THE GREEN CONCRETE ALTERNATIVEPERVIOUS CONCRETE PROVIDES A GREEN APPROACH TO PAVEMENT NEEDS
HOW DOES IT WORK?
The porous nature of pervious concrete allows natural elements such as rain water, melted snow or ice and air to pass into the underlying soil through small gaps in the concrete. This system allows this hard surfaced pavement to drain rain water the same as a grass lawn, while maintaining its structural properties.
WHERE IS THE BEST LOCATION FOR PERVIOUS CONCRETE?
The ideal environment for use of pervious concrete would be sidewalks, driveway and parking lots. Other locations that would benefit from this application would be greenhouses, tennis courts, paths and horse stalls.
WHAT HAPPENS TO THE WATER
The unique porous voids in pervious concrete allow air to circulate through the slab, which, combined with the chemical nature of the concrete itself, gives this pavement the ability to breakdown pollutants, such as asphalt in the water as it passes through. The water then filters down to the aquifer through the stone base and the sub surface soils. In addition, the water and air that reaches the soil below assists in providing essential nutrients to surrounding tree roots and other plantings.
This unique ability to allow high rates of water flow to pass through it and the natural filtering aspect of pervious concrete ultimately provides a solution to costly storm water maintenance issues. Retention ponds and sewers retain not only storm water, but also environmental pollutants, which are re-introduced into the local environment. Furthermore, as federal standards for treating storm water take effect, the ability to allow the water to return underground in a “treated” state will save municipalities money.
PERVIOUS PAVEMENT IN THE WINTER SEASON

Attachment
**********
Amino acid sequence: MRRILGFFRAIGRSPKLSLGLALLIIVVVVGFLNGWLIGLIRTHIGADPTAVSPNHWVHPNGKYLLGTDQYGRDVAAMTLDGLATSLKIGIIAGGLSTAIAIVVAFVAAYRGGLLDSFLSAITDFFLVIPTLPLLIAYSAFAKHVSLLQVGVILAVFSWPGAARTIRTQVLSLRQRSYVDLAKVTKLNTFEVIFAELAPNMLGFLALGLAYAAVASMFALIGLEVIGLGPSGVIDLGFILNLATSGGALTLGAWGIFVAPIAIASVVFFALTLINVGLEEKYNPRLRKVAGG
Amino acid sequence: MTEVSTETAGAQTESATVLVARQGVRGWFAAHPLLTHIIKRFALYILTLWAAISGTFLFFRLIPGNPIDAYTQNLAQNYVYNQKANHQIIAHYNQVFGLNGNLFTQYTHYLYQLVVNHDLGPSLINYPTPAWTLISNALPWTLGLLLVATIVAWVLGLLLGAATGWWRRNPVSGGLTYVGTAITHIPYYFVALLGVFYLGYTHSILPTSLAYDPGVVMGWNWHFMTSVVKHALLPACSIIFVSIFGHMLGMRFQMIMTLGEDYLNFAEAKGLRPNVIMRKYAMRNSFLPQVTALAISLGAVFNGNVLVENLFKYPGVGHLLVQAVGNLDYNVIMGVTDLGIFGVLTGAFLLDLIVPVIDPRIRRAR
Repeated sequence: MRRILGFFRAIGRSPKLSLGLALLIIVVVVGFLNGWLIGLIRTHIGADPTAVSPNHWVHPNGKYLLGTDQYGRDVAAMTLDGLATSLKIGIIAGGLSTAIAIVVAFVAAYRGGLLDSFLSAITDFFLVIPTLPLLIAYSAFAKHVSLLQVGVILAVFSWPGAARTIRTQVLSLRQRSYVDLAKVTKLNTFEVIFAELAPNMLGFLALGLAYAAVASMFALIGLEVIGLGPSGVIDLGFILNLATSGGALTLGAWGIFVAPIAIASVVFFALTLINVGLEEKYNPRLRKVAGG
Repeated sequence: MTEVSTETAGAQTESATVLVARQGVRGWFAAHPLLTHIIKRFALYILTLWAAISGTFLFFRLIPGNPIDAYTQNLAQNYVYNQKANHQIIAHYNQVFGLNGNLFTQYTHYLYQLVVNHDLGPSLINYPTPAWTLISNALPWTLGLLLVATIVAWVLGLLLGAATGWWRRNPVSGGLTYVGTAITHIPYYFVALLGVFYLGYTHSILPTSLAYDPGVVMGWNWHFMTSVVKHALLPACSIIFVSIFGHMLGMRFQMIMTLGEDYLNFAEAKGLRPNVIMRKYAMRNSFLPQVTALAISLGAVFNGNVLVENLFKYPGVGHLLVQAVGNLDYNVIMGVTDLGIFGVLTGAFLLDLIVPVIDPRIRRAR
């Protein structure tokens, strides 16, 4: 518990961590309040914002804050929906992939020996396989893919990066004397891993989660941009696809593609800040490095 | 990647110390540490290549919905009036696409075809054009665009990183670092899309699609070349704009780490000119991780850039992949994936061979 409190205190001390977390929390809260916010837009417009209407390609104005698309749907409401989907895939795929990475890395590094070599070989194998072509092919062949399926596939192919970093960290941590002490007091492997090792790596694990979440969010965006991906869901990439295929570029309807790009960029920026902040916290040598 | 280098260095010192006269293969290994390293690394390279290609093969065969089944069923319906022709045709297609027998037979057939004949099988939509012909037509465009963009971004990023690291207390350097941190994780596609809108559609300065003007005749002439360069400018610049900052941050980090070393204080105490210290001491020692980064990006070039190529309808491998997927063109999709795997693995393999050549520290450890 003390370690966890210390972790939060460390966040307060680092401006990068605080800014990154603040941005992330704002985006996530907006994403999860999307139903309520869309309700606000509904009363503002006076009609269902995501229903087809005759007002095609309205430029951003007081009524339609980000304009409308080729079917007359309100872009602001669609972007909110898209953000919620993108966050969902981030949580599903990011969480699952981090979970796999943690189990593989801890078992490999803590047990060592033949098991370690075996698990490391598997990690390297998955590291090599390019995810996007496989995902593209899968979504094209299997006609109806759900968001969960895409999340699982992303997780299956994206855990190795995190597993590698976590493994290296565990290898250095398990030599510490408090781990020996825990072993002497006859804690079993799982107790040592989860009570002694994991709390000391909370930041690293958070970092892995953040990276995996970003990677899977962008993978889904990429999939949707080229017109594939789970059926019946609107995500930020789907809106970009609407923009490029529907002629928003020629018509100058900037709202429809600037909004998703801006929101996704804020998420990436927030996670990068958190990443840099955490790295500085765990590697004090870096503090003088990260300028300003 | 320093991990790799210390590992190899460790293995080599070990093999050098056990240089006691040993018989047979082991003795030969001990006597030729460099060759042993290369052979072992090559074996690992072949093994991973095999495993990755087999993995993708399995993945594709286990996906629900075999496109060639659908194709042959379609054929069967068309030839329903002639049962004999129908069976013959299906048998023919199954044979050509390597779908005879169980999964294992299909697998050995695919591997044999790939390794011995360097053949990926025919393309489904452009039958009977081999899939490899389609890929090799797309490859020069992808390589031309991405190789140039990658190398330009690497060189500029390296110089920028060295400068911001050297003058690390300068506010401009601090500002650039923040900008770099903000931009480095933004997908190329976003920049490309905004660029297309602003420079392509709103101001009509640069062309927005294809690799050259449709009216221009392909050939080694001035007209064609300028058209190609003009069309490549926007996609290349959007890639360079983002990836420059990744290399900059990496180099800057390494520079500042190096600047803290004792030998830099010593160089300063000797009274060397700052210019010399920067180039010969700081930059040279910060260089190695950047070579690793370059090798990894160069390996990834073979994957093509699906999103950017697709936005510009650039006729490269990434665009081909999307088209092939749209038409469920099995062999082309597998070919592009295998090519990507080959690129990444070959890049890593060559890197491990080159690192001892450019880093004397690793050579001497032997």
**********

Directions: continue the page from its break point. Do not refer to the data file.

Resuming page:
Concrete pavements are known to crack during the winter as a result of the de-icing chemicals and the expansion as a result of freezing weather. The unique composition of pervious concrete puts an end to the on-going cycle of the crack and patch repair. The costs of snow plowing and salting are greatly reduced, due to the increase in naturally melting snow from the warmer air rising through the voids in the concrete. Once the snow melts, it drains back into the pavement preventing slush and black ice. If a de-icing salt is required, the salts will not compromise the pervious concrete.
PERVIOUS PAVEMENT IN THE SUMMER SEASON
Concrete produces a light-colored surface, which naturally reflects the sun’s rays. By reducing the amount of heat the surface absorbs, which eventually is released and heats the surrounding air, the environment around the pavement is kept cooler, naturally. In addition, with pervious concrete, water in the voids will evaporate, which further reduces the heat that would radiate from the pavement. These factors reduce the heat island effect that is prevalent in developed areas with darker colored, non-porous pavements.